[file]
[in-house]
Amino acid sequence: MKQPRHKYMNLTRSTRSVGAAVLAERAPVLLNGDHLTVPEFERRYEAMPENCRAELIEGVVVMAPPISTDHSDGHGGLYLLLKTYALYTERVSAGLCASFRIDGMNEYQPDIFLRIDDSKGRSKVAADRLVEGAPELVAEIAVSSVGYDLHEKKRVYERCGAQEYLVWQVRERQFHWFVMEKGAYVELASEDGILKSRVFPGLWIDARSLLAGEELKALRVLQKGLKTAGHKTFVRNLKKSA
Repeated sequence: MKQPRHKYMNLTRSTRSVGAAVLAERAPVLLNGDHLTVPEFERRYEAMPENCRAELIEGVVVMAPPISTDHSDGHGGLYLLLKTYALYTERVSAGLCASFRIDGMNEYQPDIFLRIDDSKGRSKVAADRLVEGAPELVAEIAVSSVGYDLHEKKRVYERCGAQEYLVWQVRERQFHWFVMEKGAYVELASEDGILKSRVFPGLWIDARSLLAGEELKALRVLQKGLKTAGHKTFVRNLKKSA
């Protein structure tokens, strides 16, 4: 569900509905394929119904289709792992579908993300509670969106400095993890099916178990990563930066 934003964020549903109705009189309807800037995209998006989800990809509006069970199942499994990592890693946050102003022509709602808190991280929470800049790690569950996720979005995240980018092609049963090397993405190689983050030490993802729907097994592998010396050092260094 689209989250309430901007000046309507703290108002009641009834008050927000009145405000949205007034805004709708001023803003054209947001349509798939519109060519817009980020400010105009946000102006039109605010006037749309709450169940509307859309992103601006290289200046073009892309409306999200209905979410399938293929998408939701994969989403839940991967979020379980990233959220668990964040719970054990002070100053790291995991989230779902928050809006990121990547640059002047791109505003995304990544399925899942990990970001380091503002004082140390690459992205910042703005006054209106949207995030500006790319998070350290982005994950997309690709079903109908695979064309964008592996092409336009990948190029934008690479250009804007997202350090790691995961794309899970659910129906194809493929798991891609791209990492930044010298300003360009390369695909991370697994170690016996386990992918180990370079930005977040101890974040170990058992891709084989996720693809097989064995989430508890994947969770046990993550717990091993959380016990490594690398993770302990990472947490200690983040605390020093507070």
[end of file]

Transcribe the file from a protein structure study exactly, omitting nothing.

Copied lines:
[in-house]
Amino acid sequence: MKQPRHKYMNLTRSTRSVGAAVLAERAPVLLNGDHLTVPEFERRYEAMPENCRAELIEGVVVMAPPISTDHSDGHGGLYLLLKTYALYTERVSAGLCASFRIDGMNEYQPDIFLRIDDSKGRSKVAADRLVEGAPELVAEIAVSSVGYDLHEKKRVYERCGAQEYLVWQVRERQFHWFVMEKGAYVELASEDGILKSRVFPGLWIDARSLLAGEELKALRVLQKGLKTAGHKTFVRNLKKSA
Repeated sequence: MKQPRHKYMNLTRSTRSVGAAVLAERAPVLLNGDHLTVPEFERRYEAMPENCRAELIEGVVVMAPPISTDHSDGHGGLYLLLKTYALYTERVSAGLCASFRIDGMNEYQPDIFLRIDDSKGRSKVAADRLVEGAPELVAEIAVSSVGYDLHEKKRVYERCGAQEYLVWQVRERQFHWFVMEKGAYVELASEDGILKSRVFPGLWIDARSLLAGEELKALRVLQKGLKTAGHKTFVRNLKKSA
């Protein structure tokens, strides 16, 4: 569900509905394929119904289709792992579908993300509670969106400095993890099916178990990563930066 934003964020549903109705009189309807800037995209998006989800990809509006069970199942499994990592890693946050102003022509709602808190991280929470800049790690569950996720979005995240980018092609049963090397993405190689983050030490993802729907097994592998010396050092260094 689209989250309430901007000046309507703290108002009641009834008050927000009145405000949205007034805004709708001023803003054209947001349509798939519109060519817009980020400010105009946000102006039109605010006037749309709450169940509307859309992103601006290289200046073009892309409306999200209905979410399938293929998408939701994969989403839940991967979020379980990233959220668990964040719970054990002070100053790291995991989230779902928050809006990121990547640059002047791109505003995304990544399925899942990990970001380091503002004082140390690459992205910042703005006054209106949207995030500006790319998070350290982005994950997309690709079903109908695979064309964008592996092409336009990948190029934008690479250009804007997202350090790691995961794309899970659910129906194809493929798991891609791209990492930044010298300003360009390369695909991370697994170690016996386990992918180990370079930005977040101890974040170990058992891709084989996720693809097989064995989430508890994947969770046990993550717990091993959380016990490594690398993770302990990472947490200690983040605390020093507070």